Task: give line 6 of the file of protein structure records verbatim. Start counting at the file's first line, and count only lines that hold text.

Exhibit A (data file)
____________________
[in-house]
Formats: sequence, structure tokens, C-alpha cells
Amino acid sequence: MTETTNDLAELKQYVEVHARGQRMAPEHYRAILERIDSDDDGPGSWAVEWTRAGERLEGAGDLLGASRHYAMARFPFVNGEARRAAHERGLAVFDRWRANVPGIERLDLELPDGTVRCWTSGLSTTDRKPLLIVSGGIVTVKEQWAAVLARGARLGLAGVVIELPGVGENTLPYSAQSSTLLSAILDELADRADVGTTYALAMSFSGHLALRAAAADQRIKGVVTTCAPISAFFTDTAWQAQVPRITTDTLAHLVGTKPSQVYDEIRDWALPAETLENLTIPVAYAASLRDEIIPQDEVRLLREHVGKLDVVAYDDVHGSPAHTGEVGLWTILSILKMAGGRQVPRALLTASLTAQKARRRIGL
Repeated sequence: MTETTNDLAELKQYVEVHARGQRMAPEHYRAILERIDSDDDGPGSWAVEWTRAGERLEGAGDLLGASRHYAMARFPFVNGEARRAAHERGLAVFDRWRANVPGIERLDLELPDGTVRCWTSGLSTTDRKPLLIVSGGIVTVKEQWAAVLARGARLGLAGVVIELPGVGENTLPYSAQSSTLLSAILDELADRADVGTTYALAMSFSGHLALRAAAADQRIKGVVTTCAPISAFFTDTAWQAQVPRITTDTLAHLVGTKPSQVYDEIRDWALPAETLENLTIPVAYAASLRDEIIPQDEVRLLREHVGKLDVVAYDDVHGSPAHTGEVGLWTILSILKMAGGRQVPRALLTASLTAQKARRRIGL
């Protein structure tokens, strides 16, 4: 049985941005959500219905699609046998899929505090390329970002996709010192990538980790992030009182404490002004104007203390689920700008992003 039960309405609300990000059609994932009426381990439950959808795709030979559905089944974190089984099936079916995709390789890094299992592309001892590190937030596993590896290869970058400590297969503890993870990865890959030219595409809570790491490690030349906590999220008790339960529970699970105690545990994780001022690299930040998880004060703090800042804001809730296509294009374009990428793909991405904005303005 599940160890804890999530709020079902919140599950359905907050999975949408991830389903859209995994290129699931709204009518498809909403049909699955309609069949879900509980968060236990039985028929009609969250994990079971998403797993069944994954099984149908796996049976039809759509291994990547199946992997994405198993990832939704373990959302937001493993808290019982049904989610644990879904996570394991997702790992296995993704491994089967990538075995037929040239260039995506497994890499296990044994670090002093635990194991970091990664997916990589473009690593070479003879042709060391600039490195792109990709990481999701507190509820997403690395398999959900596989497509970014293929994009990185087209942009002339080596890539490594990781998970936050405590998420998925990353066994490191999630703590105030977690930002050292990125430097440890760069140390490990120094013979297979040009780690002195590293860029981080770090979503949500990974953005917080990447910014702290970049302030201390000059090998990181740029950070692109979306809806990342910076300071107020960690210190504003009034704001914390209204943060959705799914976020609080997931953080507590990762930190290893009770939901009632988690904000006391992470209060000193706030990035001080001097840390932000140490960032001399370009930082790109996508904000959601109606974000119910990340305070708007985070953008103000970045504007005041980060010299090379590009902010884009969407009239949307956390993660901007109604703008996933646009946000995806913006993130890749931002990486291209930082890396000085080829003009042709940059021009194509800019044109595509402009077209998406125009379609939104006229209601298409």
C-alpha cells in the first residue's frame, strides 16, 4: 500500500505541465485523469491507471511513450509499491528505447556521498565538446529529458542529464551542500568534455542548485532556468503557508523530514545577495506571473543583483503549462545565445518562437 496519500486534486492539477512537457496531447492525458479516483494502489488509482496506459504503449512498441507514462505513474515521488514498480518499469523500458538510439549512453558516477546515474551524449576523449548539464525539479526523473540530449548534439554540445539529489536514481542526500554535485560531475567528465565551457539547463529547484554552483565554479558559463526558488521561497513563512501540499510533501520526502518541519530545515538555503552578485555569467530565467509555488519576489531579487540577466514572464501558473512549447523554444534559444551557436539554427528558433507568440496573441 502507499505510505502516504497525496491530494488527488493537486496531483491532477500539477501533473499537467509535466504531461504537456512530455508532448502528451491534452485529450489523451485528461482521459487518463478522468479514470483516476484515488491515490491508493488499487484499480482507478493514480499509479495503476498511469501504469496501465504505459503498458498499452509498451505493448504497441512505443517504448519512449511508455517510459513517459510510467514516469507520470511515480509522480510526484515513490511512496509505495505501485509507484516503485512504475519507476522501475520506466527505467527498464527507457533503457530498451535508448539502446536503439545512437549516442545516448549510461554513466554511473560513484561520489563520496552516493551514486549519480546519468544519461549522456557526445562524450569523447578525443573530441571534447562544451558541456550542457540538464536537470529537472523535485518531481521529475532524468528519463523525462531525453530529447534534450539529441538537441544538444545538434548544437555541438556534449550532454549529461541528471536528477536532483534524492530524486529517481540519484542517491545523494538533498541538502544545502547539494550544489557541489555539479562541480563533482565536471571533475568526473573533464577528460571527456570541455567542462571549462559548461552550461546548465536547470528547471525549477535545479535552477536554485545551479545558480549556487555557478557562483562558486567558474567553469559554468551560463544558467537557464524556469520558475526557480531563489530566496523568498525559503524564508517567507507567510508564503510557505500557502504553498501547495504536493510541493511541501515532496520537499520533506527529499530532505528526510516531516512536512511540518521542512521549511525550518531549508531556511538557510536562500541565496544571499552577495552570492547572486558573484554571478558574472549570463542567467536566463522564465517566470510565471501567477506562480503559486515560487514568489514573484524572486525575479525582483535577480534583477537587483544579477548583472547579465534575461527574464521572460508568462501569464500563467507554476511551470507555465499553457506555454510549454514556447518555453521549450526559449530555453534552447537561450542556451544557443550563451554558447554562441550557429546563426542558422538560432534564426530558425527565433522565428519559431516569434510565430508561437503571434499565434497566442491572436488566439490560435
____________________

C-alpha cells in the first residue's frame, strides 16, 4: 500500500505541465485523469491507471511513450509499491528505447556521498565538446529529458542529464551542500568534455542548485532556468503557508523530514545577495506571473543583483503549462545565445518562437 496519500486534486492539477512537457496531447492525458479516483494502489488509482496506459504503449512498441507514462505513474515521488514498480518499469523500458538510439549512453558516477546515474551524449576523449548539464525539479526523473540530449548534439554540445539529489536514481542526500554535485560531475567528465565551457539547463529547484554552483565554479558559463526558488521561497513563512501540499510533501520526502518541519530545515538555503552578485555569467530565467509555488519576489531579487540577466514572464501558473512549447523554444534559444551557436539554427528558433507568440496573441 502507499505510505502516504497525496491530494488527488493537486496531483491532477500539477501533473499537467509535466504531461504537456512530455508532448502528451491534452485529450489523451485528461482521459487518463478522468479514470483516476484515488491515490491508493488499487484499480482507478493514480499509479495503476498511469501504469496501465504505459503498458498499452509498451505493448504497441512505443517504448519512449511508455517510459513517459510510467514516469507520470511515480509522480510526484515513490511512496509505495505501485509507484516503485512504475519507476522501475520506466527505467527498464527507457533503457530498451535508448539502446536503439545512437549516442545516448549510461554513466554511473560513484561520489563520496552516493551514486549519480546519468544519461549522456557526445562524450569523447578525443573530441571534447562544451558541456550542457540538464536537470529537472523535485518531481521529475532524468528519463523525462531525453530529447534534450539529441538537441544538444545538434548544437555541438556534449550532454549529461541528471536528477536532483534524492530524486529517481540519484542517491545523494538533498541538502544545502547539494550544489557541489555539479562541480563533482565536471571533475568526473573533464577528460571527456570541455567542462571549462559548461552550461546548465536547470528547471525549477535545479535552477536554485545551479545558480549556487555557478557562483562558486567558474567553469559554468551560463544558467537557464524556469520558475526557480531563489530566496523568498525559503524564508517567507507567510508564503510557505500557502504553498501547495504536493510541493511541501515532496520537499520533506527529499530532505528526510516531516512536512511540518521542512521549511525550518531549508531556511538557510536562500541565496544571499552577495552570492547572486558573484554571478558574472549570463542567467536566463522564465517566470510565471501567477506562480503559486515560487514568489514573484524572486525575479525582483535577480534583477537587483544579477548583472547579465534575461527574464521572460508568462501569464500563467507554476511551470507555465499553457506555454510549454514556447518555453521549450526559449530555453534552447537561450542556451544557443550563451554558447554562441550557429546563426542558422538560432534564426530558425527565433522565428519559431516569434510565430508561437503571434499565434497566442491572436488566439490560435